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Frønningen played a very important role at the end of World War 2, as the resistance group «Siskin» had their base there along with their weapon storage. Since the war, the population has seen a steady decline, and as of 2020 the village was left with 7 permanent residents.

The forestry and sawmill operations which constituted the economic basis of the traditional village throughout more than 400 years were no longer able to provide profitable jobs. In the 1990s some new businesses were started.

Frønningen Turistservice (Tourist Services) opened a restaurant and village store by the harbour in 1998, but since it has closed down. 

In the 1990s some businesses within the mussel industry were also established, but these were not successful. The estate started up hunting lease, which has proved to be a success. Through his company (Frønningen Skog), the owner now wants to develop the estate within the tourism industry, offering low and high season activities. 


In 2019 Freyja Vin made its home in the village with planting grape vines and planning to craft exceptional wines at 61 Degree North. This latest business aims to boost tourism, also provides opportunities to researchers in climate change.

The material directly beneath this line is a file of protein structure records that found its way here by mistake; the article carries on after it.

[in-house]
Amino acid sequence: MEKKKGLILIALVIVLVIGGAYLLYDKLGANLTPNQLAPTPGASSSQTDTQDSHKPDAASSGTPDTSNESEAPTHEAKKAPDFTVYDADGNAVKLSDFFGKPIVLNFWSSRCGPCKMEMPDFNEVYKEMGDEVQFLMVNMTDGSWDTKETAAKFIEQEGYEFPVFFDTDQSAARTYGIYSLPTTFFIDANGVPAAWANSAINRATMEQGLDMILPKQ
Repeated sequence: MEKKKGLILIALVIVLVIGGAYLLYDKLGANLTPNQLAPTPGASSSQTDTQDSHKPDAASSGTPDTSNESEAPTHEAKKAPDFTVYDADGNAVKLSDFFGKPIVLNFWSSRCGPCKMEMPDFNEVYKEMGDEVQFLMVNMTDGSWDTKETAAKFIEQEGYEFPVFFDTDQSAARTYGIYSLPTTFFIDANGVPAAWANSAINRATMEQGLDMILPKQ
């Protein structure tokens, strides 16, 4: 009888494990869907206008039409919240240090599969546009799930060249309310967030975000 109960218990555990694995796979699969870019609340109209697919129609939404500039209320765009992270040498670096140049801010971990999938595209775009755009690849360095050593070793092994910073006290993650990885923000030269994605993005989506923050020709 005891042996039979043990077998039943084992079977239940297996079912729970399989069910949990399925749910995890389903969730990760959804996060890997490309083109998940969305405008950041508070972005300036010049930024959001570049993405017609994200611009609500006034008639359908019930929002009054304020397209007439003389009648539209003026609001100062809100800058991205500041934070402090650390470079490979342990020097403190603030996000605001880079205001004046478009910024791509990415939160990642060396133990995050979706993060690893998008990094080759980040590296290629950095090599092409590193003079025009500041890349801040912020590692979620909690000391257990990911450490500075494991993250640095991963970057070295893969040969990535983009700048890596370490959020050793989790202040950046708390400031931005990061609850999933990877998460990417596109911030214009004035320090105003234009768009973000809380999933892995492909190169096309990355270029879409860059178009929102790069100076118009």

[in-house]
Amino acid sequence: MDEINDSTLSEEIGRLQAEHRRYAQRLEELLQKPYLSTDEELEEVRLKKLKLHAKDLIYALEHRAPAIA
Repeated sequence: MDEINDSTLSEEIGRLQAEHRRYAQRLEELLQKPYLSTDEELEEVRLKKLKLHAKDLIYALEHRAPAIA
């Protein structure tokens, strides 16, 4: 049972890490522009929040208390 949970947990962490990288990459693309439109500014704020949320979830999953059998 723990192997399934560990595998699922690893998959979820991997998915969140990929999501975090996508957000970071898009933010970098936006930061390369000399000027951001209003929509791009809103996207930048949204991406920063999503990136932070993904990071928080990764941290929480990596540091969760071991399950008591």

Frønningen is a place of considerable historic interest as the home of the artist Knut Rumohr. 

In this context some houses may be available for rent to artists on favourable terms. Frønningen Skog has also tried out production of timber for special purposes from the remaining old pine timber. This was considered a success, and gave valuable experience for further development.

Today Frønningen is the largest forest estate in Western Norway, with a collective area of 6000 hectares, of which approximately 5000 hectares are woodland. It  is possible to pay a visit to the main house, museum buildings (collected by Knut Rumohr), or enjoy a guided vineyard tour. High-end private gatherings, parties or corporate, business meetings are available on request.

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